We’ve all got them—the errands or other life to-dos that we put on our list of things to do every Monday, and the Monday after that, and the Monday after that, because we just can’t seem to find the time or the energy to do them.

It kicks off a vicious spiral: We feel bad about ourselves, which further impedes our ability to get things done. The result? “Errand paralysis,” a term coined by writer Anne Helen Petersen in an essay about millennial burnout that went viral in 2019.

Why are we so intimidated by such mundane things as going to the post office or returning a pair of shoes?

Part of the problem is the sheer relentlessness of it all: “No sooner have you boxed up the holiday decorations than it’s time to do your taxes. It means you are never actually ‘done,’” says Laura Vanderkam, a productivity expert, and host of the Before Breakfast podcast. It’s like the argument against making your bed: You’ll just have to make it again tomorrow, so why bother?

Another reason life management depletes us so much is that our brain isn’t designed to keep track of that many tasks. “Civilization advances far more quickly than evolution,” points out Phoebe Gavin, a productivity-focused life and career coach to millennials, “which means we essentially have the same brain that cavemen had. All cavemen had to do was find food, water, and a mate and stay away from bears. They did not also have to remember to pick up the dry cleaning on Thursday.”

The trick then is two-fold: Adjusting our mindset and giving our brains an assist. We consulted productivity experts and real people who have figured out how to get life-related things done for how to do just that:

Step 1: Find a Repository for All Your To-Dos

Garvin uses the Todoist app to remember and organize all of her tasks. It’s almost like a second brain. “Every single time I look at it, I say, ‘Oh my gosh I totally forgot I needed to do that thing,’” Garvin says.

Of course, you can use a Google sheet or old-fashioned notebook to keep your list, too—if you do, just be sure to keep your “life to-do list” separate from your “work to-do list,” says Paula Rizzo, author of “Listful Thinking” and “Listful Living.” “Oftentimes personal to-do’s don’t get done because they’re jumbled up with work-related tasks and get overlooked. Keeping the list separate helps you know what needs your attention when you’re off the clock.

Step 2: Designate a Specific Time

It’s helpful to schedule a regular time each week for the quick stuff and each month for things that take longer. To keep life tasks from eating into your prime work hours, Vanderkam suggests picking a time when you’re energy is naturally low. “You don’t need to be on top of your game to pay a bill, order a birthday present, or stop by the dry cleaners. So don’t schedule these tasks during your most productive, creative hours.” Once you have a time, create a recurring appointment in your calendar so you don’t even have to remember when it is (and so you won’t accidentally schedule something else during that time).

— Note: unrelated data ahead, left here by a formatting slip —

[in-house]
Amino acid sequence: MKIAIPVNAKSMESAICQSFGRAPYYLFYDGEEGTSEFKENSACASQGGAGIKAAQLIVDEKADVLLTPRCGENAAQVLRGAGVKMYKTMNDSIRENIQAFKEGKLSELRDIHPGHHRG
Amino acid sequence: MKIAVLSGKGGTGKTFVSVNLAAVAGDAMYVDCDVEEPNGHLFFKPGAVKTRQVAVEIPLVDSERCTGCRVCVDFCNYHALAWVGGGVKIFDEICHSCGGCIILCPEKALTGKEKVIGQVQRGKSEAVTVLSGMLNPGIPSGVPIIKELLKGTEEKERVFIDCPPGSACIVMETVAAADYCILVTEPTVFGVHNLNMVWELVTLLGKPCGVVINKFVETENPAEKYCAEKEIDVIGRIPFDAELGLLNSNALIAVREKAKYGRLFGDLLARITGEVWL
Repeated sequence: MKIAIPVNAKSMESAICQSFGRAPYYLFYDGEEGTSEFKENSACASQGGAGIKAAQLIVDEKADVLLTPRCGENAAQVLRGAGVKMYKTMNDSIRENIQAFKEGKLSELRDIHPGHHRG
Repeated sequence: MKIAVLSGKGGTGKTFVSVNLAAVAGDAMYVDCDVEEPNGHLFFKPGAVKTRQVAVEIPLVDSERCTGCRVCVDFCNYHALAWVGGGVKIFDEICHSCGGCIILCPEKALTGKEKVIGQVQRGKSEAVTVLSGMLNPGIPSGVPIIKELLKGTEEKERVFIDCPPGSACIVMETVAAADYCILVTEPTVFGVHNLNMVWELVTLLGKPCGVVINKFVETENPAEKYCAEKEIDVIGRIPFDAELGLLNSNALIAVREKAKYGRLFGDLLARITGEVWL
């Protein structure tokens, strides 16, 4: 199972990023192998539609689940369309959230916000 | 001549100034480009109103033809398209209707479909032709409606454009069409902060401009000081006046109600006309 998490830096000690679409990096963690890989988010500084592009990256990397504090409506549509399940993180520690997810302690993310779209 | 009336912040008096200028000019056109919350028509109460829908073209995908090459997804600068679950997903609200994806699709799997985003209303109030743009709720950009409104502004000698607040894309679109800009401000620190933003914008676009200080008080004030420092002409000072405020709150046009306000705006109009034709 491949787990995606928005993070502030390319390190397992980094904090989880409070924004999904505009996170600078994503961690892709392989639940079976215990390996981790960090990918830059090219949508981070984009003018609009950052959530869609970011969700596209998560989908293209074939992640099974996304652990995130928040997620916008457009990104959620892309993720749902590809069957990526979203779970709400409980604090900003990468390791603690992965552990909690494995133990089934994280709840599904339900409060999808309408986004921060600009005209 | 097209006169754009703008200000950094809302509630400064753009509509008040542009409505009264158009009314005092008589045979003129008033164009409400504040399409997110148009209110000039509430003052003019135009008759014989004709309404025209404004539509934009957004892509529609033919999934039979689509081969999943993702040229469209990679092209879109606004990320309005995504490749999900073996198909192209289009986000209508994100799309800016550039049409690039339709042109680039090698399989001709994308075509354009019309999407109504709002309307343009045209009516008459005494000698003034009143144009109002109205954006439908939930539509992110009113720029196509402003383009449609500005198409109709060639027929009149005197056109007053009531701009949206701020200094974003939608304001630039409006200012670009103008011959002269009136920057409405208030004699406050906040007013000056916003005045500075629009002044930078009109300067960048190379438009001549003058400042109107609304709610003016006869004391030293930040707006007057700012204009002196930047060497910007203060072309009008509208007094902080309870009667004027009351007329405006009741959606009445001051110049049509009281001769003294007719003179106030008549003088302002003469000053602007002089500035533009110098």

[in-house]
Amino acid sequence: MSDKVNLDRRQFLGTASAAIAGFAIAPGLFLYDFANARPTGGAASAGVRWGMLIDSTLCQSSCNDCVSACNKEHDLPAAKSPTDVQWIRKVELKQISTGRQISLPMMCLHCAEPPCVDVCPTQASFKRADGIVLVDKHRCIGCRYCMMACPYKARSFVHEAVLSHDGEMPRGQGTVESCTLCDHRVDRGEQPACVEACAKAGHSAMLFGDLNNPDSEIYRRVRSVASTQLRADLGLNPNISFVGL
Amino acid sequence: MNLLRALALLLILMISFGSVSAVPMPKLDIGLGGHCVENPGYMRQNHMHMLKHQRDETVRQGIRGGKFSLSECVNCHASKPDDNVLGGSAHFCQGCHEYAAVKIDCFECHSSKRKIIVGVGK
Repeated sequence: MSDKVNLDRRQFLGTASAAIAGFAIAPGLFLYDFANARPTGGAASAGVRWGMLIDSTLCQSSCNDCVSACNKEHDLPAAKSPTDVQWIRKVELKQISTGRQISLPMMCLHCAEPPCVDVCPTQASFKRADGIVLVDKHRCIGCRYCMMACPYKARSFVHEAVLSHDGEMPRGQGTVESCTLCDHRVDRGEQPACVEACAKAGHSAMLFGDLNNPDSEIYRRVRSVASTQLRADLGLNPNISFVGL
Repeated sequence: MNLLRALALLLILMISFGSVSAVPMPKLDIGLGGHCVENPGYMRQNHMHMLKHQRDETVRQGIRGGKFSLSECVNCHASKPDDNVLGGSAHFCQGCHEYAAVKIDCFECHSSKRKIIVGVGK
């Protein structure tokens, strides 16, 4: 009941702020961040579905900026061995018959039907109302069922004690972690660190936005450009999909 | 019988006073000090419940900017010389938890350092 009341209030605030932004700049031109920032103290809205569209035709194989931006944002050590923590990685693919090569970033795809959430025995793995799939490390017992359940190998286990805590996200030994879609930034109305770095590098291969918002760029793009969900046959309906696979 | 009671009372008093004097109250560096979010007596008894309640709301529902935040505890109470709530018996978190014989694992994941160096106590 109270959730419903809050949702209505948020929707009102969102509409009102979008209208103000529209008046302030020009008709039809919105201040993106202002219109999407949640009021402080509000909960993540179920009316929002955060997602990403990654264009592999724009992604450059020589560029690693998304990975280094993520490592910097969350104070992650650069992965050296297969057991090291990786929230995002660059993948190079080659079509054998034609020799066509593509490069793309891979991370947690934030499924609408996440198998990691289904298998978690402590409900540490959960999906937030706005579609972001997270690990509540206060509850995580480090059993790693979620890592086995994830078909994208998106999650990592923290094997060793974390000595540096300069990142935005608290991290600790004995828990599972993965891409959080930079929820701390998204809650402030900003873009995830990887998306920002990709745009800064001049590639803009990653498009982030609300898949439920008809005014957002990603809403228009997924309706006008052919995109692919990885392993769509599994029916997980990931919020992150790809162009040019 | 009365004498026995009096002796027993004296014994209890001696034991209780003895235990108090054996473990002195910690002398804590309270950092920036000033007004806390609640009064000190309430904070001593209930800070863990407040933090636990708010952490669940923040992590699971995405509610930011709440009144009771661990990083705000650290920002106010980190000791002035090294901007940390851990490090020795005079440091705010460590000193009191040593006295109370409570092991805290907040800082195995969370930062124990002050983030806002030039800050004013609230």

Step 3: Consider How Good it Will Feel

Typically, when we’re thinking about doing something administrative, we’re only thinking about how much we don’t want to do it now, and not considering how good we’ll feel after we’ve done it. Michelle Taute, a creative professional in Cincinnati, actively thinks about how her efforts today will benefit her later. “I think about taking care of to-dos as being kind to my future self. If I make soup, for instance, I’ll do a double batch and freeze half for future me.”

Step 4: Up the Enjoyment Factor

These life to-dos typically aren’t much fun on their own, but you can make them more pleasant—have a tasty dinner delivered for the night you work on your taxes, put on dance music while you clean the house, watch your guilty pleasure show while you fold the laundry, or schedule a lunch with a friend for after your mammogram.

Step 5: Get Help

No matter how good you get at scheduling and motivating yourself, there are some things that are just better handled by someone else. “Maybe you’re not meant to learn how to hang a shelf or change a tire,” says Rizzo. Services like Handy, TaskRabbit, and Takl find people who can run your errands for an affordable price, or ask family, barter, or trade-off with friends or neighbors.

There’s just one crucial thing to remember that will help manage your own expectations, Garvin says. “There will always be more things to take care of. As long as you have a system that helps you stay organized, you’ll always be making progress, and that’s what counts.”